I’m afraid I can not date this ticket but I do not think it was long after the war by the advertisement on the reverse. It must be dated before 1950 because it was then that they gave up the Bell Punch system for the more modern Ultimate system. In 1967 they introduced the Almex ticket system on their new one man operated vehicles. This ticket was printed by Hunt Hucknall Rd, Nottingham.
Interesting to note that Luton bought their tickets from Nottingham. The full title of the firm was Hunt & Colleys. They also supplied Nottingham City Transport’s "Ultimate" tickets – although other printers also appeared – "Oller Ltd. London" being one that sticks in my memory. An uncle who worked for the Ministry of Labour told me that he had occasion to send certain Ministry of Labour forms to Hunt & Colleys. One of the questions asked for "main and subsidiary businesses of the company". The managing director replied that the main business was "Filling in ****** silly government forms."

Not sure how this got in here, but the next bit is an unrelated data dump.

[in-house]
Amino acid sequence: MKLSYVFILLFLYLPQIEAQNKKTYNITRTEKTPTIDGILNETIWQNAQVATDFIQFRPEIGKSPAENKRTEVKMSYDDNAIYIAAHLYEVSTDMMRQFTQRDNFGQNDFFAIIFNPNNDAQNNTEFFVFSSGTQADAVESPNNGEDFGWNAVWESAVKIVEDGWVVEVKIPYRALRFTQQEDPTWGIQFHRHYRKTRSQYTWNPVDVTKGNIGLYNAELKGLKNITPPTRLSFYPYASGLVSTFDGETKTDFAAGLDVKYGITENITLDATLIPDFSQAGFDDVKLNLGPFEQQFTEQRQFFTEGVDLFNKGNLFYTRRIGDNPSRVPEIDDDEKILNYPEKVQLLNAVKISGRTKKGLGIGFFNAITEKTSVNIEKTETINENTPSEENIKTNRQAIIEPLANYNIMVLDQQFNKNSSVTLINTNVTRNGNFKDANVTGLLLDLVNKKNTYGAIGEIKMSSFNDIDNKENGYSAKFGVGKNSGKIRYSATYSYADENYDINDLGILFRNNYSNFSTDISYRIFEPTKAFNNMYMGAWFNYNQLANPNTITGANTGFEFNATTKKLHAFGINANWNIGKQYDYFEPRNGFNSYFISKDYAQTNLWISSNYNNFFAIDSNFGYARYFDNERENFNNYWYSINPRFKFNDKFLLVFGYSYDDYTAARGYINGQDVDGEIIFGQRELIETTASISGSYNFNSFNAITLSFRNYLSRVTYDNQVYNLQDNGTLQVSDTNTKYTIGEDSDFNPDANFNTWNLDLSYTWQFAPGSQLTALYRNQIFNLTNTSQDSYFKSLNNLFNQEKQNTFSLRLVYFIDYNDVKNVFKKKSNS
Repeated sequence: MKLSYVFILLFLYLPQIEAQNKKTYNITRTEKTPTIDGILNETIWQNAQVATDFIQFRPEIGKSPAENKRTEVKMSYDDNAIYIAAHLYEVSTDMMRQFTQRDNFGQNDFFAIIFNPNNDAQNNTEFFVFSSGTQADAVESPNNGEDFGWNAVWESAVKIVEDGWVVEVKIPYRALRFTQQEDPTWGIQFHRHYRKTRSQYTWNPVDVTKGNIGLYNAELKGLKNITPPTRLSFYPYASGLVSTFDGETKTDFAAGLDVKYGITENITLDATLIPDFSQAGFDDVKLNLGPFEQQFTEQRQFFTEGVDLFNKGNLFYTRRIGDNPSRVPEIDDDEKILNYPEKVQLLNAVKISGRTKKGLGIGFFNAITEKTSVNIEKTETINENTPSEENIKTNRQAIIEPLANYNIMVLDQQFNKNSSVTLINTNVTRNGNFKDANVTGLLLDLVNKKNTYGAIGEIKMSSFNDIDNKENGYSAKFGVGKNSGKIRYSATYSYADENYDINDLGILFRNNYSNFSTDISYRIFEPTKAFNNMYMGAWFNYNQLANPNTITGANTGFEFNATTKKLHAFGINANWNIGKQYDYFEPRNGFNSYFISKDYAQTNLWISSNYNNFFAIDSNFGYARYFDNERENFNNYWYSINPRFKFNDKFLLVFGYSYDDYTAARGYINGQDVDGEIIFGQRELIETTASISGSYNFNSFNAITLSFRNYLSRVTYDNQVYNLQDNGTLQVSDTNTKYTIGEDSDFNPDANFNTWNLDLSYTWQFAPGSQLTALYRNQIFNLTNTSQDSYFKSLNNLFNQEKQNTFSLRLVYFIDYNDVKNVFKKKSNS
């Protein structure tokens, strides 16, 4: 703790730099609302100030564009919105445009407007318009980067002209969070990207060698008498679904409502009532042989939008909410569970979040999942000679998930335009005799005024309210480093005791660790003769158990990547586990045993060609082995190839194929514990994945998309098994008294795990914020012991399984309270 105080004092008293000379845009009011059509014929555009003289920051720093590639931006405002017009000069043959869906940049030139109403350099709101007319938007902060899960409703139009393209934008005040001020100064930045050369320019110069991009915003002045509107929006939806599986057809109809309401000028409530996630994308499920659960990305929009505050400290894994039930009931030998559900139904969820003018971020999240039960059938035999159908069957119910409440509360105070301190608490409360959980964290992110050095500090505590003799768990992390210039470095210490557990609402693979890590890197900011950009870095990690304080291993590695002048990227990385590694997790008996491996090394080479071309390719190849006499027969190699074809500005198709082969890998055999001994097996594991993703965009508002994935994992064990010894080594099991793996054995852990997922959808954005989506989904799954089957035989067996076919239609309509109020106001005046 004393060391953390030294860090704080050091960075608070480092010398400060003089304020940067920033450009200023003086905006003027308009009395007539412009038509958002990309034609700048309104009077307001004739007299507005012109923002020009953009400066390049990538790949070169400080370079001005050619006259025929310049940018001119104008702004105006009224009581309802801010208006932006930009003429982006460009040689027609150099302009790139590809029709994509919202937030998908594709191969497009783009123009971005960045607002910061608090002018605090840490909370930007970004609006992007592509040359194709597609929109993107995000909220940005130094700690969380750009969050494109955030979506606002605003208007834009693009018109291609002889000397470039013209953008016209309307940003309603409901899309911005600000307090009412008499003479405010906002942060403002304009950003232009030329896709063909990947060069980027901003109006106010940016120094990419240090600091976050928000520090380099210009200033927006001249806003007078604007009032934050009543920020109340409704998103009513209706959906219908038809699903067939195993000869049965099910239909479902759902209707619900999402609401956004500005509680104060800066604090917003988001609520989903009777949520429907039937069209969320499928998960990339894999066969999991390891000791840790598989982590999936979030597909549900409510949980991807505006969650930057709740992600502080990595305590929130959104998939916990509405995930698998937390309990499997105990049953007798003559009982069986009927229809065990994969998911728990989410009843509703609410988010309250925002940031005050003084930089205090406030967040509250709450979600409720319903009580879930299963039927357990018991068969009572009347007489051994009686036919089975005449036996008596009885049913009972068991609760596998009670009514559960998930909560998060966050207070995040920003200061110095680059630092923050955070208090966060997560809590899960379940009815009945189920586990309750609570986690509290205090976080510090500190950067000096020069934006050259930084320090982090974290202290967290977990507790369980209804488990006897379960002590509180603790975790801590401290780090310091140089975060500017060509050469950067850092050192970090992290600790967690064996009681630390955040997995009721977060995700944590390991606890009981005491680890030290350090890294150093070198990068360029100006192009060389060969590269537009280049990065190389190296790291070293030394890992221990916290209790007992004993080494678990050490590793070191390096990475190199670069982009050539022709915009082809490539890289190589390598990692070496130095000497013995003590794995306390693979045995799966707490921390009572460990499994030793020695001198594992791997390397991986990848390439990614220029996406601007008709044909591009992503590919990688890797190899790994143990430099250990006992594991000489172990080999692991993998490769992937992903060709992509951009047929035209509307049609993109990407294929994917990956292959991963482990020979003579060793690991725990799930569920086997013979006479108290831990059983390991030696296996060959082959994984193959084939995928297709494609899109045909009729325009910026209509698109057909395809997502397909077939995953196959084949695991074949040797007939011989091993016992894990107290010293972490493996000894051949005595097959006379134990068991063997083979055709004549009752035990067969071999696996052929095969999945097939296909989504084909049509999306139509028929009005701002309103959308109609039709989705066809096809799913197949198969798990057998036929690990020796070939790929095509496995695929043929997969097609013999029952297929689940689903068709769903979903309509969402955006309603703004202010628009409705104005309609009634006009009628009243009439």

I was with Hunt & Colleys, Nottingham from leaving school in late 1949. I subsequently became printing foreman but before that, an operator of an Ultimate ticket printing machine. Each machine carried 40 numbering machines which needed keeping checking for errors all the time. We produced one million tickets from each machine daily (we had three) and printed for Luton and Nottingham, but also for Gateshead, Newcastle, Bristol, Bath, Burnley and Wolverhampton. Some were still using Bell Punch tickets, which we also produced on four machines. We supplied the paper rolls for TIM machines to other transport undertakings.